McKinney
Manor
The Grove
The Domain
Saltillo (East Austin)
South Lamar
Parmer Park
Lantana Place

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Locations
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Austin
Manor
14008 Shadow Glen Blvd STE 203
(512) 982-1272
manor@enameldentistry.com
Book Appointment
78653
The Grove
4301 Bull Creek Suite 190
(512) 884-5658
grove@enameldentistry.com
Book Appointment
78731
The Domain
11005 Burnet Road #100
(512) 646-0815
domain@enameldentistry.com
Book Appointment
78758
Saltillo (East Austin)
901 E 5th St Suite 170
(512) 649-7510
saltillo@enameldentistry.com
Book Appointment
78702
South Lamar
2717 South Lamar Blvd #1086
(512) 717-5315
southlamar@enameldentistry.com
Book Appointment
78704
Parmer Park
1606 E Parmer Ln. Suite #125
(512) 572-0215
parmerpark@enameldentistry.com
Book Appointment
78753
Lantana Place
7415 SW Pkwy. Bldg 6 #200
(512) 648-6115
lantana@enameldentistry.com
Book Appointment
78735
Tzeachten Administration Offices & Community Centre
45855 Promontory Road Chilliwack, B.C. V2R 0H3
604-858-3888
604-858-3382
Book Appointment
Dallas
McKinney
6700 Alma Rd STE 400
(469) 663-0515
mckinney@enameldentistry.com
Book Appointment
75070
Tzeachten Administration Offices & Community Centre
45855 Promontory Road Chilliwack, B.C. V2R 0H3
604-858-3888
604-858-3382
Book Appointment
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Root Canal Therapy
Restorative Dentistry

Root Canal Therapy

Get gentle root canal therapy at every Enamel Dentistry studio in Texas

Protect And Repair Infected Teeth

When a cavity is left too long, or a tooth has experienced trauma, oral bacteria can infect the nerve, which can be painful. If left untreated and a root canal doesn't remove infection, this may eventually result in tooth loss. While a root canal sounds scary, it's a relatively simple and painless procedure with local anesthesia. Or you can opt for sedation if that makes you more comfortable.

Root Canal Therapy

Preserve Your Natural Tooth With A Root Canal

Signs And Symptoms

An infected tooth can lead to throbbing toothaches, sensitivity to hot and cold temperatures, and pain when chewing.

Relieve The Pain

Root canals are less painful than an inflamed tooth. Once the damaged pulp is removed, the source of pain is eliminated.

Stop Infection Spread

If the infection spreads it could result in an abscess, damage to the surrounding bone, and systemic complications.

Cost-Effective

A root canal can be more cost-effective than extracting and replacing the tooth with a bridge or implant.

Come In And See Us
We'll Have You Grinning From The Chin Up

Whatever dental procedure or treatment you need,
we'll make sure your time with us is comfortable, enjoyable and informative.

Whatever dental procedure or treatment you need, we'll make sure your time with us is comfortable, enjoyable and informative.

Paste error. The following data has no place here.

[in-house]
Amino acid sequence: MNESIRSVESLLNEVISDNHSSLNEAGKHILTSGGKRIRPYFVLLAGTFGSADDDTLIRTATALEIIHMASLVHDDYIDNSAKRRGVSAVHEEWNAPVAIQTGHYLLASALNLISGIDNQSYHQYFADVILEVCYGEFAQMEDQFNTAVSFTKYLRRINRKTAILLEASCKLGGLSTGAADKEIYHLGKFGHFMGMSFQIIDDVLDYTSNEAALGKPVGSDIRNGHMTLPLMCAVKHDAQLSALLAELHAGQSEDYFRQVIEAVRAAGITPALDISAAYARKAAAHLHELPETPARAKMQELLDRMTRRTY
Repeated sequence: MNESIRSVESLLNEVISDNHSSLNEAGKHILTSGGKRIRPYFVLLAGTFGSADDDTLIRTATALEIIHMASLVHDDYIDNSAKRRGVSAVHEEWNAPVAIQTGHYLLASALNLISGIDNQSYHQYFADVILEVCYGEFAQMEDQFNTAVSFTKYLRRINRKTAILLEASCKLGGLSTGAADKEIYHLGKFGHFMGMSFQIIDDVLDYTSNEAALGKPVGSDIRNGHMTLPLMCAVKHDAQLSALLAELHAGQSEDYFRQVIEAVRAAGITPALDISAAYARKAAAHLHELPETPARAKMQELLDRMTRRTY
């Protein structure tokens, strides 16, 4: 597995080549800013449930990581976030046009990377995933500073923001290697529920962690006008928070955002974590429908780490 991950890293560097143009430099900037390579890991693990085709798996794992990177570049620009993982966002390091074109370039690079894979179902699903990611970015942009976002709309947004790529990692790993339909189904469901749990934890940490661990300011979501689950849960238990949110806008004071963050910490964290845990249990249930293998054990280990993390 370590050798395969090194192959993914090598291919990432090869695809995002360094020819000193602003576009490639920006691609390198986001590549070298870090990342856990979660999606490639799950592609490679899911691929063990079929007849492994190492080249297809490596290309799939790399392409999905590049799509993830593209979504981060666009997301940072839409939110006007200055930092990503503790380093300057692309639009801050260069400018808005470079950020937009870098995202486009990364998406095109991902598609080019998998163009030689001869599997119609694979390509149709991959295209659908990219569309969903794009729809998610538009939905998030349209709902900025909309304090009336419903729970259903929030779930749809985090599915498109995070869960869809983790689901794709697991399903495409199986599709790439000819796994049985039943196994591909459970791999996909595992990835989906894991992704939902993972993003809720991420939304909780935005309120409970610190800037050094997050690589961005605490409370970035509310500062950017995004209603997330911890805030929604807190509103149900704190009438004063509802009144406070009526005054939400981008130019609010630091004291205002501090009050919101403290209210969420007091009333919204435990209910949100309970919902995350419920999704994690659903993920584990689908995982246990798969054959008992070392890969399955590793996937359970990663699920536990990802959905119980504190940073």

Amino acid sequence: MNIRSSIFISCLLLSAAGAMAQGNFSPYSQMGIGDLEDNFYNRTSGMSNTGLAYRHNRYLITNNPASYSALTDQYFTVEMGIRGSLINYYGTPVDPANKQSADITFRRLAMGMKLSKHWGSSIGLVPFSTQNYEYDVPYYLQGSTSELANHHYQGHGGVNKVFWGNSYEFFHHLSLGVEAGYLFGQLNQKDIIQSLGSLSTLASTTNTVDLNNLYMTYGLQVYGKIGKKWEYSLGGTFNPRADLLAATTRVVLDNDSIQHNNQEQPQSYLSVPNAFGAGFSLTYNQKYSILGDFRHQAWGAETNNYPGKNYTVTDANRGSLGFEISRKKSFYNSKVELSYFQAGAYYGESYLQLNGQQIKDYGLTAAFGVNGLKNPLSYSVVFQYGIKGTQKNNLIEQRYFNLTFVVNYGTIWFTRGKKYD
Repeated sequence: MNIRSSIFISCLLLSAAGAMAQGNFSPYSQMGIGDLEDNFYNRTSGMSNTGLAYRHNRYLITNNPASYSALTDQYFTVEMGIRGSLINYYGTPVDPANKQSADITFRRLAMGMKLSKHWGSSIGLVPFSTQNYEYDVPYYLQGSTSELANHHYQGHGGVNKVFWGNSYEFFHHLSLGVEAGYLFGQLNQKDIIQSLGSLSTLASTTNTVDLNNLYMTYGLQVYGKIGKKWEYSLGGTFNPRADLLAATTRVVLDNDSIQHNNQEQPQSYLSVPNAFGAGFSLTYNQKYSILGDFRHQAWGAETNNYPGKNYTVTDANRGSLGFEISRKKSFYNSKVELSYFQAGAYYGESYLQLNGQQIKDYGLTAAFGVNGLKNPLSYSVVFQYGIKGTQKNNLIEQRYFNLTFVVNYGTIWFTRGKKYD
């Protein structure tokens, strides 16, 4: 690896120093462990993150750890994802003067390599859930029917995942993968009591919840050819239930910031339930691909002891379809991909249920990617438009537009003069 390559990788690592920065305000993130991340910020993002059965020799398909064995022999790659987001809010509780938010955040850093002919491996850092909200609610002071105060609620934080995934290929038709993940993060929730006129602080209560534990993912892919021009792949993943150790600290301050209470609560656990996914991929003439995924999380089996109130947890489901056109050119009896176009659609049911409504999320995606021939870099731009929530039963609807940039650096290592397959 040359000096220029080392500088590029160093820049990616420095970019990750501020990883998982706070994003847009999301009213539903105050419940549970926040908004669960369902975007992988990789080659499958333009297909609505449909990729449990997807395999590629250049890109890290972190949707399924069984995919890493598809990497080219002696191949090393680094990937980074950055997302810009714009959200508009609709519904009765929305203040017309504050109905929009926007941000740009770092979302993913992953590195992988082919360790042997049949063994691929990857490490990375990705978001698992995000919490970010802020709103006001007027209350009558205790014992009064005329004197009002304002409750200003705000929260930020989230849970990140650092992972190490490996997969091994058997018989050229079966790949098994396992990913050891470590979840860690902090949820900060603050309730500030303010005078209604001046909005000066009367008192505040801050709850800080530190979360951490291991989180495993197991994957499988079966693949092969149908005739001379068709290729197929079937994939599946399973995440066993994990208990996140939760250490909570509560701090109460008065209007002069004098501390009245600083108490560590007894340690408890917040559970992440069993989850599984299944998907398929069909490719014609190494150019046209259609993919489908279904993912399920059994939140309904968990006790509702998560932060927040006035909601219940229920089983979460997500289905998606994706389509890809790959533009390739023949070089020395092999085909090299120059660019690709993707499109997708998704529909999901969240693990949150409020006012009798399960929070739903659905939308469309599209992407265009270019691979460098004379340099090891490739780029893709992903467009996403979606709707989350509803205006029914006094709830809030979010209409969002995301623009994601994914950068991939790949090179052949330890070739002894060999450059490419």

We're changing the way patients experience the dentist. Our primary concern is your oral health and making sure you feel comfortable coming to see us. We know it can be scary visiting the dentist. But our philosophy of providing an easy and fun experience combined with our use of advanced AI tools, we know you'll feel different about coming to see us.

We offer:

The best dental care
Fun, friendly and non-judgey staff
Honest and transparent treatment
Comfortable chairs
TV's for entertaining distractions
Financing options
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AI Technology That Doesn't Miss A Thing

We've invested in top-of-the-line tools and the latest technology to improve efficiency and patient care. No more goopy impressions! From AI and 3D printers to iTero for digital and diagnostic impressions, we're equipped with proven equipment to ensure that every procedure is comfortable, convenient and ensures an accurate fit. Combining technology and innovations with our highly professional and knowledgeable dental team enables us to deliver the best treatment outcomes consistently.

Schedule Online
Root Canal Therapy
Root Canal Therapy
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Don't Let Finances Come Between You And A Beautiful Healthy Smile

We understand the frustration of needing dental care while feeling it may not be affordable. You shouldn't have to worry about paying for your oral health. That's why we have several options to help you easily finance your dental treatment.

3500+ rave reviews and counting

Enamel Dentistry Patients Are The Best

"I haven't gone to the dentist in a long while and was nervous/embarrassed about my teeth & gums, but my dentist made me feel extremely comfortable"

Vanessa M.

"Root canal went as good as it could be..the staff were beyond friendly and made me as comfortable as I could be!"

Chyna

"I get so much anxiety about going to the dentist but this place made me feel right at ease as soon as I walked in."

Klaudia V.

"There's nothing more I dislike then going to the dentist and having people mess with my mouth BUT I genuinely enjoyed Enamel Dentistry from the second I walked in."

Sierra E.

The More You Know,
The Better Your Oral Health Will Be

How Can My Dentist Help Me Sleep Better?A Dental Room at the Best Dentist in McKinney
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How Can My Dentist Help Me Sleep Better?

November 23, 2022

Do you snore when you sleep? Wake up in the middle of the night out of breath? Feel tired all the time? If you answered yes to these questions, you may have sleep apnea.

What is Sleep Apnea?